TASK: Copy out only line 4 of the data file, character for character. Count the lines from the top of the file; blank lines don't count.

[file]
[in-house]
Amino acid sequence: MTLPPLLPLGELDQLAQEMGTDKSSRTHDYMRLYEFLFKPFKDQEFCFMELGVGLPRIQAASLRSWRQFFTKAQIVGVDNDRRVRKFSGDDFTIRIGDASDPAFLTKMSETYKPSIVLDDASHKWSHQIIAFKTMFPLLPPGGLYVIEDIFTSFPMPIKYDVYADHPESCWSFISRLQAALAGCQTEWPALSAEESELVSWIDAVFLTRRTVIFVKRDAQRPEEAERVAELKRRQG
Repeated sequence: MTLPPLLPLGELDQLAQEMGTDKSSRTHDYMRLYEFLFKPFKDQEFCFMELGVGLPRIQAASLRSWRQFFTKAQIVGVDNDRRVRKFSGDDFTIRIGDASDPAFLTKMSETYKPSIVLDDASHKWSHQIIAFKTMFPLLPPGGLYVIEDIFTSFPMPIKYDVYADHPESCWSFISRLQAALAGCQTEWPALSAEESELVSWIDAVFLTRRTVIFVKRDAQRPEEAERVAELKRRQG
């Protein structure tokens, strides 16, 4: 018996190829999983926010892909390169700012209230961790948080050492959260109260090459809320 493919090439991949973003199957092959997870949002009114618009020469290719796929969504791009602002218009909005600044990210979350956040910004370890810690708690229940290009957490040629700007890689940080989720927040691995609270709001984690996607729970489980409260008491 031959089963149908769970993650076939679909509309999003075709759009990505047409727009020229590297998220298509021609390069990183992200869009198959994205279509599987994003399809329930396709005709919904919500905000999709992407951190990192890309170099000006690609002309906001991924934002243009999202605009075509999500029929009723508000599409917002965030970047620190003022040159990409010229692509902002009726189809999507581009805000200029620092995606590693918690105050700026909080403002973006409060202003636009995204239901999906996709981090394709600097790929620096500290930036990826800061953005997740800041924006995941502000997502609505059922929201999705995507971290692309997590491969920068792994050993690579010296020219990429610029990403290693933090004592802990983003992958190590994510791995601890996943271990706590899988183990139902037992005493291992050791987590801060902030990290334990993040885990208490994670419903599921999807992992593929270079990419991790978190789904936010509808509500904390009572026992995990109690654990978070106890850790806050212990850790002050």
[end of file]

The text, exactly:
């Protein structure tokens, strides 16, 4: 018996190829999983926010892909390169700012209230961790948080050492959260109260090459809320 493919090439991949973003199957092959997870949002009114618009020469290719796929969504791009602002218009909005600044990210979350956040910004370890810690708690229940290009957490040629700007890689940080989720927040691995609270709001984690996607729970489980409260008491 031959089963149908769970993650076939679909509309999003075709759009990505047409727009020229590297998220298509021609390069990183992200869009198959994205279509599987994003399809329930396709005709919904919500905000999709992407951190990192890309170099000006690609002309906001991924934002243009999202605009075509999500029929009723508000599409917002965030970047620190003022040159990409010229692509902002009726189809999507581009805000200029620092995606590693918690105050700026909080403002973006409060202003636009995204239901999906996709981090394709600097790929620096500290930036990826800061953005997740800041924006995941502000997502609505059922929201999705995507971290692309997590491969920068792994050993690579010296020219990429610029990403290693933090004592802990983003992958190590994510791995601890996943271990706590899988183990139902037992005493291992050791987590801060902030990290334990993040885990208490994670419903599921999807992992593929270079990419991790978190789904936010509808509500904390009572026992995990109690654990978070106890850790806050212990850790002050």